I wrote a blog post last week about comments. It was an in-depth exploration of the relationship between content creators and their audience, asking important questions like “Isn’t engagement the point of social media?” and “Does staying away make you seem like a mysterious recluse à la J.D. Salinger, or just Kanye West-cocky?”
You’ll just have to trust that I wrote it, because I didn’t post it. I felt too weird about its navel-gazing vibe. This whole blog is basically one disturbingly long stare into my bellybutton, but that post took self-absorbed introspection to a new level. I started making a lot of drawn-out, groaning noises, like one does when one is in mild distress and feeling dramatic.
“Do you have any other ideas?” Jordan asked when I explained the problem.
“Yeah, but they suck,” I said, and groaned for two minutes straight.
“Well what are they?”
“Uh. I thought about writing one called ‘Fashion Blogging Seems Like Something I Could Do, Right?’, but then I realized it doesn’t.”
“It really doesn’t,” he said kindly. “What if you write about your new cat?”
“Yeah, I thought about writing a Winston Purrchill-themed list, but I don’t really know him yet.”
You may have noticed that there’s been radio silence on my end for the last few weeks, and that is because I forgot I have a blog.
Just kidding. I think about this dumb blog all the time. It will be three years old next week and I’m going to buy it a cake. Because blogs are virtual and do not have mouths, stomachs, or an understanding of traditional birthday activities, read that sentence as, “I want dessert and I’m grasping at straws to justify it.”
I’m a clichéd 20-something, so my phone and I go everywhere together. We sleep next to each other, we road trip, we go out to bars. I’m a little worried it’s cramping my love life, but my phone can do more things than any guy I’ve ever dated and it doesn’t get all weird and accusatory when I ignore it or talk to other boys.
There’s a Mitch Hedberg joke that goes, “Sometimes in the middle of the night, I think of something that’s funny, then I go get a pen and I write it down. Or if the pen’s too far away, I have to convince myself that what I thought of ain’t funny.” Because my phone and I have fused together to become one socially awkward superhuman, I don’t have to worry about finding a pen in the middle of the night any more– I just type myself a quick note and go back to sleep. Unfortunately, there are two flaws in this system.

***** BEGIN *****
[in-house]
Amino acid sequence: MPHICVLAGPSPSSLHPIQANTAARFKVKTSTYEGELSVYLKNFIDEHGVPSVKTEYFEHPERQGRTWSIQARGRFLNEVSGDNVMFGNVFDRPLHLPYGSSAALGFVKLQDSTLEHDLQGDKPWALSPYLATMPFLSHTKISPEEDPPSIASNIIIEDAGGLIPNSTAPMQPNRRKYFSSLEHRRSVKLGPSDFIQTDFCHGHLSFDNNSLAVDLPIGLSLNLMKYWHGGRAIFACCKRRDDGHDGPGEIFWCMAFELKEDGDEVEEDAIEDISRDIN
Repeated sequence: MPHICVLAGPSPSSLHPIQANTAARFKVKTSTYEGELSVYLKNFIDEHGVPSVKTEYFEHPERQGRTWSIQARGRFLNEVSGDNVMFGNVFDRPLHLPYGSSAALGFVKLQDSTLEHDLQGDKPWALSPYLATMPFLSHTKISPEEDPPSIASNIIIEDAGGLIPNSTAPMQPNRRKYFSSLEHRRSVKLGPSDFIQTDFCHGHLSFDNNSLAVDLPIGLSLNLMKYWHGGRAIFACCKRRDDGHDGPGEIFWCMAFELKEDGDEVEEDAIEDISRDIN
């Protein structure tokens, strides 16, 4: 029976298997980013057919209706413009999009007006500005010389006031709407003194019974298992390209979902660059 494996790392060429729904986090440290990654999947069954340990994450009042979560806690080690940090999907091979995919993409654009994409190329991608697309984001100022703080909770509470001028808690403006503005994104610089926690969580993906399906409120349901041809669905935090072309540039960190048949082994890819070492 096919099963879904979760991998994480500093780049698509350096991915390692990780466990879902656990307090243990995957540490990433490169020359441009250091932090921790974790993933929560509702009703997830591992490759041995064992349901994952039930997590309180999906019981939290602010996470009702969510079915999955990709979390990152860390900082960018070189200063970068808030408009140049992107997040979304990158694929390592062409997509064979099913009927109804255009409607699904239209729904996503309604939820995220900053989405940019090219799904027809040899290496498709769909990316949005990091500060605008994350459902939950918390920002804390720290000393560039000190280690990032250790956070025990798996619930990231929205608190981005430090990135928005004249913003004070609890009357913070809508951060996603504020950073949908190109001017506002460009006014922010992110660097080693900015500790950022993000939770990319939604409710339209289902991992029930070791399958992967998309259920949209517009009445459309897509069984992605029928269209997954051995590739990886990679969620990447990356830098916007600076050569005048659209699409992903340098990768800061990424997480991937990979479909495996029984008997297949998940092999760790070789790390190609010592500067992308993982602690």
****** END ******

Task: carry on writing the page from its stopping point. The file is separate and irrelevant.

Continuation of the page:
The Terrible Two:
1) Because I write things down as soon as I think of them and assume I will review them in the morning, I never give myself any context. Of course, I don’t look at them the next morning. I find them weeks or months later and have absolutely no idea where they came from.
2) At some point after 1 a.m., I lose my mind. Not only do I have no context for the notes– I also have no idea what some of them mean. They read like a description of a Salvador Dali painting.
I don’t pretend to know how WordPress works. I just type things and people read them, then WordPress sends me an email at the end of the year with fireworks in it. Now you know why I’ve never written a post on how to blog.
Sometimes Monday creeps up on me and I realize I haven’t done anything bloggy all week. When this happens, I start to panic. I think, “For the love of all that is holy, Stephanie, haven’t you done anything interesting this week?”
Usually I can think of something by digging up some memory from the past, like the night I broke a grocery store, or the day I thought Jesus had come for me. I tried to do that this week, but I could only think of really short experiences– the kind that can be summed up in a tweet or two. Like the time my mom let the other girl scouts in my troop pour glue on my face while I was sleeping, or the night I didn’t go to prom and stepped on cupcakes instead. Odd, yes. A little sad, maybe. Regardless, there’s not enough to base a whole list on it.